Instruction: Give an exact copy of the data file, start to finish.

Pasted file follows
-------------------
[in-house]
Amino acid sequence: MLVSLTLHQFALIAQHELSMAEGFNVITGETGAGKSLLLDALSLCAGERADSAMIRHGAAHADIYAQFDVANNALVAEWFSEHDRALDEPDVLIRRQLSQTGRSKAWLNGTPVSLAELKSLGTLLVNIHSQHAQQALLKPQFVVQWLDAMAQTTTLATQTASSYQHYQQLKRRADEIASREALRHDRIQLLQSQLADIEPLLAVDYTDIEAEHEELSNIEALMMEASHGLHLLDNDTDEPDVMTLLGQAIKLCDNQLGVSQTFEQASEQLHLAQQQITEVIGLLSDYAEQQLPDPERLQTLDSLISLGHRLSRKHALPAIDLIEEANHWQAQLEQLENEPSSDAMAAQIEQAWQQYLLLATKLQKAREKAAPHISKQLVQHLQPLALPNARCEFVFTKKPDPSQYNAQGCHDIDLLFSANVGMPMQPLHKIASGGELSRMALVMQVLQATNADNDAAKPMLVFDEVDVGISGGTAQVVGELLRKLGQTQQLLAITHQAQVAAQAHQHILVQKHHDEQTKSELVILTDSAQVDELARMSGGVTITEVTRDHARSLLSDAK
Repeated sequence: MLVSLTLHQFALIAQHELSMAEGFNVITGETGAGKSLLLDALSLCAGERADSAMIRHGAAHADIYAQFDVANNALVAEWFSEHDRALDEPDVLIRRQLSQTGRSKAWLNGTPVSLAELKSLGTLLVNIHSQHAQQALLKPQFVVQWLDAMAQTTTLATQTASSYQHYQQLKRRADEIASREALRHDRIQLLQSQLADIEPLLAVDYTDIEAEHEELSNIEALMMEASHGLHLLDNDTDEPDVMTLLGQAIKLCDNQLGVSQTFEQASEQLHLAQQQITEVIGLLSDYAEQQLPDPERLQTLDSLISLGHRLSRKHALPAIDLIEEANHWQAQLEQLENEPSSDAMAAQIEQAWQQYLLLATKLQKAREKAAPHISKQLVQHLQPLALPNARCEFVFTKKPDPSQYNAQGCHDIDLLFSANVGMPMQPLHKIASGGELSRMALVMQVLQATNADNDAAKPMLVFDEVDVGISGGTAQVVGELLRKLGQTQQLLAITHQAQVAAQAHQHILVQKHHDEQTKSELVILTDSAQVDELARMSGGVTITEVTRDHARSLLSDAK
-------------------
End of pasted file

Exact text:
[in-house]
Amino acid sequence: MLVSLTLHQFALIAQHELSMAEGFNVITGETGAGKSLLLDALSLCAGERADSAMIRHGAAHADIYAQFDVANNALVAEWFSEHDRALDEPDVLIRRQLSQTGRSKAWLNGTPVSLAELKSLGTLLVNIHSQHAQQALLKPQFVVQWLDAMAQTTTLATQTASSYQHYQQLKRRADEIASREALRHDRIQLLQSQLADIEPLLAVDYTDIEAEHEELSNIEALMMEASHGLHLLDNDTDEPDVMTLLGQAIKLCDNQLGVSQTFEQASEQLHLAQQQITEVIGLLSDYAEQQLPDPERLQTLDSLISLGHRLSRKHALPAIDLIEEANHWQAQLEQLENEPSSDAMAAQIEQAWQQYLLLATKLQKAREKAAPHISKQLVQHLQPLALPNARCEFVFTKKPDPSQYNAQGCHDIDLLFSANVGMPMQPLHKIASGGELSRMALVMQVLQATNADNDAAKPMLVFDEVDVGISGGTAQVVGELLRKLGQTQQLLAITHQAQVAAQAHQHILVQKHHDEQTKSELVILTDSAQVDELARMSGGVTITEVTRDHARSLLSDAK
Repeated sequence: MLVSLTLHQFALIAQHELSMAEGFNVITGETGAGKSLLLDALSLCAGERADSAMIRHGAAHADIYAQFDVANNALVAEWFSEHDRALDEPDVLIRRQLSQTGRSKAWLNGTPVSLAELKSLGTLLVNIHSQHAQQALLKPQFVVQWLDAMAQTTTLATQTASSYQHYQQLKRRADEIASREALRHDRIQLLQSQLADIEPLLAVDYTDIEAEHEELSNIEALMMEASHGLHLLDNDTDEPDVMTLLGQAIKLCDNQLGVSQTFEQASEQLHLAQQQITEVIGLLSDYAEQQLPDPERLQTLDSLISLGHRLSRKHALPAIDLIEEANHWQAQLEQLENEPSSDAMAAQIEQAWQQYLLLATKLQKAREKAAPHISKQLVQHLQPLALPNARCEFVFTKKPDPSQYNAQGCHDIDLLFSANVGMPMQPLHKIASGGELSRMALVMQVLQATNADNDAAKPMLVFDEVDVGISGGTAQVVGELLRKLGQTQQLLAITHQAQVAAQAHQHILVQKHHDEQTKSELVILTDSAQVDELARMSGGVTITEVTRDHARSLLSDAK